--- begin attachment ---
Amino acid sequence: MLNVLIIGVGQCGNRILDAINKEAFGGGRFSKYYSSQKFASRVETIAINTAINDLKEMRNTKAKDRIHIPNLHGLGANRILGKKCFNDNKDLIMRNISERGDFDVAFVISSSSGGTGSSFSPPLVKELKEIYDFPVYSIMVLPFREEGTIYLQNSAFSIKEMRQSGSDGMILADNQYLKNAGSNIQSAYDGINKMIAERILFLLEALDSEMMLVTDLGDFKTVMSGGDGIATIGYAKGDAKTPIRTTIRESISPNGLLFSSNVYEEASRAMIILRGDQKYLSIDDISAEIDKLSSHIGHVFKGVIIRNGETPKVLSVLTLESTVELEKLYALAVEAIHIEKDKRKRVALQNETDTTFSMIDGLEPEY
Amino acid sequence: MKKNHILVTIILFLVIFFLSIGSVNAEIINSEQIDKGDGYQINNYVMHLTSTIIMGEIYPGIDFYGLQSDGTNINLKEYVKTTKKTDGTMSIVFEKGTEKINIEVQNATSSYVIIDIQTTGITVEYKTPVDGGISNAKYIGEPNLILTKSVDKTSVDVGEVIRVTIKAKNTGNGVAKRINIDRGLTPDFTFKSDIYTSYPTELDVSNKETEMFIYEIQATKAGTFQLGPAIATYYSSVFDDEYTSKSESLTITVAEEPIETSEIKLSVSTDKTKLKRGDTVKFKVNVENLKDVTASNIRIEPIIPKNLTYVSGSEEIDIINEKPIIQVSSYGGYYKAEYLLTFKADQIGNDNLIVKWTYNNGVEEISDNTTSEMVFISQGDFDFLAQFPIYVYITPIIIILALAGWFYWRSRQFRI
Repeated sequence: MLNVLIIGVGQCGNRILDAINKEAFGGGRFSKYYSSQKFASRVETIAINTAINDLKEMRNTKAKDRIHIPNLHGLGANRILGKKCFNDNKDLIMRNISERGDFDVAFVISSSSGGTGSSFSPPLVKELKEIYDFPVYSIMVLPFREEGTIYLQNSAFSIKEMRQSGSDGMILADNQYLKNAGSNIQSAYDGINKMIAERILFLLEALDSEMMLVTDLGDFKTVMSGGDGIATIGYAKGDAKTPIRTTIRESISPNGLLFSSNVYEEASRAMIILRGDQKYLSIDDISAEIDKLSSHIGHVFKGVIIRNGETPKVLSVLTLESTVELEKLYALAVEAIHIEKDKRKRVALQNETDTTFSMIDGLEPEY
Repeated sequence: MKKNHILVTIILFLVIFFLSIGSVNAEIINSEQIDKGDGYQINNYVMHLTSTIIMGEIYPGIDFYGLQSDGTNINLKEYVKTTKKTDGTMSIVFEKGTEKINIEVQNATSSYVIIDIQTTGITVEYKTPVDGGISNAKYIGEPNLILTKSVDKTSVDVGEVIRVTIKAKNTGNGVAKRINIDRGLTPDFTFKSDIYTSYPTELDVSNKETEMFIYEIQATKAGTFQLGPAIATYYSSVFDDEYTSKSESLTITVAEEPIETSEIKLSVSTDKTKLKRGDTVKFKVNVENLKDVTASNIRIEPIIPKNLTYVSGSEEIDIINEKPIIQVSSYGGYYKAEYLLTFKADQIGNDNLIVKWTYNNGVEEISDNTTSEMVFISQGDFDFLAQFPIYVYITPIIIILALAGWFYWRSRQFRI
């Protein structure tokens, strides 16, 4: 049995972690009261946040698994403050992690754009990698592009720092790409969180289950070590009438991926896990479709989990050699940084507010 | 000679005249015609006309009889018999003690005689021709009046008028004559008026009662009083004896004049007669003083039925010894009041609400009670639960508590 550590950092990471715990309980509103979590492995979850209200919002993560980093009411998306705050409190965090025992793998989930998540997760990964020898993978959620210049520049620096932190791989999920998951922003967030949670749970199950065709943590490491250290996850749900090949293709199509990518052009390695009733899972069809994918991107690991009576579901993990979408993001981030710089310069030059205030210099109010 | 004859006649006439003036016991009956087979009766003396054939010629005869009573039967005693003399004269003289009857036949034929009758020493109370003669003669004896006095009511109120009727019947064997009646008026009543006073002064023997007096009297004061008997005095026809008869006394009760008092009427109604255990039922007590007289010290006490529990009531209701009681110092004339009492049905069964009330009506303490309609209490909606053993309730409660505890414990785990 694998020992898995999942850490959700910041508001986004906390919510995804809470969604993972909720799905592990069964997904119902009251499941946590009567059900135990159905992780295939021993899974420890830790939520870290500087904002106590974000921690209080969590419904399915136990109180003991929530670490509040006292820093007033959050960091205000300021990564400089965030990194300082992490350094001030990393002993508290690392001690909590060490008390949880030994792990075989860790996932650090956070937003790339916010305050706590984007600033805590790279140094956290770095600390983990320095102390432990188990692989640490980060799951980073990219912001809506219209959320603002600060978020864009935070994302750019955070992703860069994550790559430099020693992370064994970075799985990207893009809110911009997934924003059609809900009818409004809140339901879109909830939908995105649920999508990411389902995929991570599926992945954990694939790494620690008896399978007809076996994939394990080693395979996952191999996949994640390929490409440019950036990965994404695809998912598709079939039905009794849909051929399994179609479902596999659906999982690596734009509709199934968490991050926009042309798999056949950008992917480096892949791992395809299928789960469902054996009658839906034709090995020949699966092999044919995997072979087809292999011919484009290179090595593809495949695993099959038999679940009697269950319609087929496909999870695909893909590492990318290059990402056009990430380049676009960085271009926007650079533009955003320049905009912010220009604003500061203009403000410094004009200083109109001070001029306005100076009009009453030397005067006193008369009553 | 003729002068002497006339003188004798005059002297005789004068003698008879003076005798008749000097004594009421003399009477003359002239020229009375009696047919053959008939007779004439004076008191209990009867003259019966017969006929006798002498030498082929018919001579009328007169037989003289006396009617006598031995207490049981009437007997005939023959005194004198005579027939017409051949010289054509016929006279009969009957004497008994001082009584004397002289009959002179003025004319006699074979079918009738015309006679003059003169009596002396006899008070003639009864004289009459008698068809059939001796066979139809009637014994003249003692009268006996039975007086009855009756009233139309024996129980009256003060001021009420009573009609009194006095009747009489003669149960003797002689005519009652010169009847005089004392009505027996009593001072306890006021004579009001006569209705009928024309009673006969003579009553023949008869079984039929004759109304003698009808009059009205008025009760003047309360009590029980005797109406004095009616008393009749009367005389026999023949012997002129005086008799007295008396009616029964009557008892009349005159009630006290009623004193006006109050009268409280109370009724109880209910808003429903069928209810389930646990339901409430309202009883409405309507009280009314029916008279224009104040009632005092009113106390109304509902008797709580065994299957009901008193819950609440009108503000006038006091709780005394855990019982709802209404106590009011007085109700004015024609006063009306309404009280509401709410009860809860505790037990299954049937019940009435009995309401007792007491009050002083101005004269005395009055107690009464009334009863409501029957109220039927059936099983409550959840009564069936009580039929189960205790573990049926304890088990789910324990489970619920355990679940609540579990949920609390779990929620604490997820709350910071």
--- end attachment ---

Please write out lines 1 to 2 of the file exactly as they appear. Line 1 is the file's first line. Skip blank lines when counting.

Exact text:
Amino acid sequence: MLNVLIIGVGQCGNRILDAINKEAFGGGRFSKYYSSQKFASRVETIAINTAINDLKEMRNTKAKDRIHIPNLHGLGANRILGKKCFNDNKDLIMRNISERGDFDVAFVISSSSGGTGSSFSPPLVKELKEIYDFPVYSIMVLPFREEGTIYLQNSAFSIKEMRQSGSDGMILADNQYLKNAGSNIQSAYDGINKMIAERILFLLEALDSEMMLVTDLGDFKTVMSGGDGIATIGYAKGDAKTPIRTTIRESISPNGLLFSSNVYEEASRAMIILRGDQKYLSIDDISAEIDKLSSHIGHVFKGVIIRNGETPKVLSVLTLESTVELEKLYALAVEAIHIEKDKRKRVALQNETDTTFSMIDGLEPEY
Amino acid sequence: MKKNHILVTIILFLVIFFLSIGSVNAEIINSEQIDKGDGYQINNYVMHLTSTIIMGEIYPGIDFYGLQSDGTNINLKEYVKTTKKTDGTMSIVFEKGTEKINIEVQNATSSYVIIDIQTTGITVEYKTPVDGGISNAKYIGEPNLILTKSVDKTSVDVGEVIRVTIKAKNTGNGVAKRINIDRGLTPDFTFKSDIYTSYPTELDVSNKETEMFIYEIQATKAGTFQLGPAIATYYSSVFDDEYTSKSESLTITVAEEPIETSEIKLSVSTDKTKLKRGDTVKFKVNVENLKDVTASNIRIEPIIPKNLTYVSGSEEIDIINEKPIIQVSSYGGYYKAEYLLTFKADQIGNDNLIVKWTYNNGVEEISDNTTSEMVFISQGDFDFLAQFPIYVYITPIIIILALAGWFYWRSRQFRI